Chemotherapy-induced neuropathic pain is a debilitating and common side effect of cancer treatment. Mitochondrial dysfunction associated with oxidative stress in peripheral nerves has been implicated in the underlying mechanism. We investigated the potential of melatonin, a potent antioxidant that preferentially acts within mitochondria, to reduce mitochondrial damage and neuropathic pain resulting from the chemotherapeutic drug paclitaxel. In vitro, paclitaxel caused a 50% reduction in mitochondrial membrane potential and metabolic rate, independent of concentration (20-100 μmol/L). Mitochondrial volume was increased dose-dependently by paclitaxel (200% increase at 100 μmol/L). These effects were prevented by co-treatment with 1 μmol/L melatonin. Paclitaxel cytotoxicity against cancer cells was not affected by co-exposure to 1 μmol/L melatonin of either the breast cancer cell line MCF-7 or the ovarian carcinoma cell line A2780. In a rat model of paclitaxel-induced painful peripheral neuropathy, pretreatment with oral melatonin (5/10/50 mg/kg), given as a daily bolus dose, was protective, dose-dependently limiting development of mechanical hypersensitivity (19/43/47% difference from paclitaxel control, respectively). Melatonin (10 mg/kg/day) was similarly effective when administered continuously in drinking water (39% difference). Melatonin also reduced paclitaxel-induced elevated 8-isoprostane F2 α levels in peripheral nerves (by 22% in sciatic; 41% in saphenous) and limited paclitaxel-induced reduction in C-fibre activity-dependent slowing (by 64%). Notably, melatonin limited the development of mechanical hypersensitivity in both male and female animals (by 50/41%, respectively), and an additive effect was found when melatonin was given with the current treatment, duloxetine (75/62% difference, respectively). Melatonin is therefore a potential treatment to limit the development of painful neuropathy resulting from chemotherapy treatment.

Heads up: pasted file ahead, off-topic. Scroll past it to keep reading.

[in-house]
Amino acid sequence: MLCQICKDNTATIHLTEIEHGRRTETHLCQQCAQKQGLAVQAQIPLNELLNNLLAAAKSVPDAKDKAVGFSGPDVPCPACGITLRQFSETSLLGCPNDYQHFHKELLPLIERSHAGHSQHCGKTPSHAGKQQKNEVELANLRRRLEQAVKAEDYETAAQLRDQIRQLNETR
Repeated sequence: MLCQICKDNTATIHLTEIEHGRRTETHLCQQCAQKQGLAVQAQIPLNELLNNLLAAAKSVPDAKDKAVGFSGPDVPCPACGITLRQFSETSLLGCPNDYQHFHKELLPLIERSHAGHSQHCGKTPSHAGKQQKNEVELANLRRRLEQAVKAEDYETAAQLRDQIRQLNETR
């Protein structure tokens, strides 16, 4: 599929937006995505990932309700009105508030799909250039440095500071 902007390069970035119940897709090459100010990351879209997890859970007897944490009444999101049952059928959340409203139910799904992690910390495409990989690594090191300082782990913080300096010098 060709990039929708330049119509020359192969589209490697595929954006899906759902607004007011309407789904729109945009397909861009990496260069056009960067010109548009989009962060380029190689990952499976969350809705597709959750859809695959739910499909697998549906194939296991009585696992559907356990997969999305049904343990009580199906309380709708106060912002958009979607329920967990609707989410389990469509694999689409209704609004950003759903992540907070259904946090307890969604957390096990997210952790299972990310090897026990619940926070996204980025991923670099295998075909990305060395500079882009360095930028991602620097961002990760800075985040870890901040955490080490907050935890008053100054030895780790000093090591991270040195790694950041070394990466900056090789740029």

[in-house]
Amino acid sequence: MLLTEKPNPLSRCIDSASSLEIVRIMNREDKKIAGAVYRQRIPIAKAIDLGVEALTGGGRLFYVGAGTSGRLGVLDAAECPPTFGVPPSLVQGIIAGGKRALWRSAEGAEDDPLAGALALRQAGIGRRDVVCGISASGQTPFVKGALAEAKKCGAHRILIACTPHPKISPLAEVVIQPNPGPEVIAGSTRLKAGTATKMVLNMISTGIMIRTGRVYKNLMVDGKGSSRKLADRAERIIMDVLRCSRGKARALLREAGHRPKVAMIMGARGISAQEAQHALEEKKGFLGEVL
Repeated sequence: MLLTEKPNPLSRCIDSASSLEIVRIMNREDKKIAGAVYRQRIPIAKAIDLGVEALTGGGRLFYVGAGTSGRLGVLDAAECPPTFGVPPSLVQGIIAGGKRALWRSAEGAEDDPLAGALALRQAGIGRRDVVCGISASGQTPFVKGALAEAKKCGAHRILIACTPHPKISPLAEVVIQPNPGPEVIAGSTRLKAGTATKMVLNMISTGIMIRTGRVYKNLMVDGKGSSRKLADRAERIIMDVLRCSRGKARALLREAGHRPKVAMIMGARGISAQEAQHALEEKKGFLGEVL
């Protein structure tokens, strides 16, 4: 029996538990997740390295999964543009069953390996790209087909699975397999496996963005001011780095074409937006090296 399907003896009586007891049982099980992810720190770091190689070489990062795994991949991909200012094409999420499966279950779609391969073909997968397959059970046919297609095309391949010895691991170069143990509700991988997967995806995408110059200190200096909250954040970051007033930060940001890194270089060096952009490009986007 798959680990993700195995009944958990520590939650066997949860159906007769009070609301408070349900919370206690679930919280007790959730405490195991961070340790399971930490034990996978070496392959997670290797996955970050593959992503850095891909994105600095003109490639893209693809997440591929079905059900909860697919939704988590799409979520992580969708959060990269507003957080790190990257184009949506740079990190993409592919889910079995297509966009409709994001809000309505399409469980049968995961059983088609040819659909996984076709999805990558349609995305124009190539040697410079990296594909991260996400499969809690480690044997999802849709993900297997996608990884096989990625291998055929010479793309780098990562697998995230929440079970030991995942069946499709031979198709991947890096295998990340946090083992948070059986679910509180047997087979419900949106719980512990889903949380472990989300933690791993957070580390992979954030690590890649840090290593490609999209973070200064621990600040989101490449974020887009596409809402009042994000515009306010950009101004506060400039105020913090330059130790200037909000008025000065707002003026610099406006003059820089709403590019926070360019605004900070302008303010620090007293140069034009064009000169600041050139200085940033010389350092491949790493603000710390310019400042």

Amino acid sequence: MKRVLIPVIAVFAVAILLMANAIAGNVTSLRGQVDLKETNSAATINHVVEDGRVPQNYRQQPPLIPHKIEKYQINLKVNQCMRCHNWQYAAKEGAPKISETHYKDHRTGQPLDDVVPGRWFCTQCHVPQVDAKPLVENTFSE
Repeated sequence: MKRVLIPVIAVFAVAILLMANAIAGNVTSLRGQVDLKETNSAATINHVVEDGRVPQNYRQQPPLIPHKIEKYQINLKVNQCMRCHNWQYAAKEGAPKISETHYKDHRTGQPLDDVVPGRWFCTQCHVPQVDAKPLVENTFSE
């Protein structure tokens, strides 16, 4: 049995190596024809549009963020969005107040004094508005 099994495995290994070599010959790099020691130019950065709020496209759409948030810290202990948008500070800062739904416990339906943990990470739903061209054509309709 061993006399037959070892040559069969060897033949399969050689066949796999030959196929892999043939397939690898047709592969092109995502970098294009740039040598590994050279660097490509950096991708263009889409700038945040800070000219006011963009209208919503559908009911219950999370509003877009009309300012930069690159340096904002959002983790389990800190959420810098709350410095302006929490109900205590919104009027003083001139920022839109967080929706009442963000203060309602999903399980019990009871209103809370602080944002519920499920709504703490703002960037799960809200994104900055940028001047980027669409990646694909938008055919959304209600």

- Antineoplastic Agents, Phytogenic/toxicity
- Cell Line, Tumor
- Mitochondria/drug effects
- Neuralgia/chemically induced
- Rats, Sprague-Dawley